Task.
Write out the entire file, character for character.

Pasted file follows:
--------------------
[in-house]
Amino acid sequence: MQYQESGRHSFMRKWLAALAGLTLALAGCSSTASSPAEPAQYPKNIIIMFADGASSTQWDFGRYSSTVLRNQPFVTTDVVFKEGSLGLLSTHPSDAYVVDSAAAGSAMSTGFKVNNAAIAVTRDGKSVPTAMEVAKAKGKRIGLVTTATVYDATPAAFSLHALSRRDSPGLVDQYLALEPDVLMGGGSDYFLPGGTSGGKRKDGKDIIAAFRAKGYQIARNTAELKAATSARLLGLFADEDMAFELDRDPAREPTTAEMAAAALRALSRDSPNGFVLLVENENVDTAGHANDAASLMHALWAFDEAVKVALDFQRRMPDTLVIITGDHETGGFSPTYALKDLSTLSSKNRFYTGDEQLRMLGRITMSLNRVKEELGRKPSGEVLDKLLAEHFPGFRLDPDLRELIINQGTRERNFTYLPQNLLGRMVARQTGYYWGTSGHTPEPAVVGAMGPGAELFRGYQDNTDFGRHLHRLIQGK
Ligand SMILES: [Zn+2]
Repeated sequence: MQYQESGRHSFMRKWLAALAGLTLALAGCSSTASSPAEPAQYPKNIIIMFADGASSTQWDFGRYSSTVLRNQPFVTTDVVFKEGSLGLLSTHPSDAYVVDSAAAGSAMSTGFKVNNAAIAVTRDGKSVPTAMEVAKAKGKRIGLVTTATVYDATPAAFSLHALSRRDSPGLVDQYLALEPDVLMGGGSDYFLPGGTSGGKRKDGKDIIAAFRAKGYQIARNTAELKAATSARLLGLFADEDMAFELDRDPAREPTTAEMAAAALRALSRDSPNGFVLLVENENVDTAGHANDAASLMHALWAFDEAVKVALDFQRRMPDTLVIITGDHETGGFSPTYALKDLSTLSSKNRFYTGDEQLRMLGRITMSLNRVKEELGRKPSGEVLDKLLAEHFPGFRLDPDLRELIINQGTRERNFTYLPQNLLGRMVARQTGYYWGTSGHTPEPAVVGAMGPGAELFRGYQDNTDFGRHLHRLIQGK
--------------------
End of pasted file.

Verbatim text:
[in-house]
Amino acid sequence: MQYQESGRHSFMRKWLAALAGLTLALAGCSSTASSPAEPAQYPKNIIIMFADGASSTQWDFGRYSSTVLRNQPFVTTDVVFKEGSLGLLSTHPSDAYVVDSAAAGSAMSTGFKVNNAAIAVTRDGKSVPTAMEVAKAKGKRIGLVTTATVYDATPAAFSLHALSRRDSPGLVDQYLALEPDVLMGGGSDYFLPGGTSGGKRKDGKDIIAAFRAKGYQIARNTAELKAATSARLLGLFADEDMAFELDRDPAREPTTAEMAAAALRALSRDSPNGFVLLVENENVDTAGHANDAASLMHALWAFDEAVKVALDFQRRMPDTLVIITGDHETGGFSPTYALKDLSTLSSKNRFYTGDEQLRMLGRITMSLNRVKEELGRKPSGEVLDKLLAEHFPGFRLDPDLRELIINQGTRERNFTYLPQNLLGRMVARQTGYYWGTSGHTPEPAVVGAMGPGAELFRGYQDNTDFGRHLHRLIQGK
Ligand SMILES: [Zn+2]
Repeated sequence: MQYQESGRHSFMRKWLAALAGLTLALAGCSSTASSPAEPAQYPKNIIIMFADGASSTQWDFGRYSSTVLRNQPFVTTDVVFKEGSLGLLSTHPSDAYVVDSAAAGSAMSTGFKVNNAAIAVTRDGKSVPTAMEVAKAKGKRIGLVTTATVYDATPAAFSLHALSRRDSPGLVDQYLALEPDVLMGGGSDYFLPGGTSGGKRKDGKDIIAAFRAKGYQIARNTAELKAATSARLLGLFADEDMAFELDRDPAREPTTAEMAAAALRALSRDSPNGFVLLVENENVDTAGHANDAASLMHALWAFDEAVKVALDFQRRMPDTLVIITGDHETGGFSPTYALKDLSTLSSKNRFYTGDEQLRMLGRITMSLNRVKEELGRKPSGEVLDKLLAEHFPGFRLDPDLRELIINQGTRERNFTYLPQNLLGRMVARQTGYYWGTSGHTPEPAVVGAMGPGAELFRGYQDNTDFGRHLHRLIQGK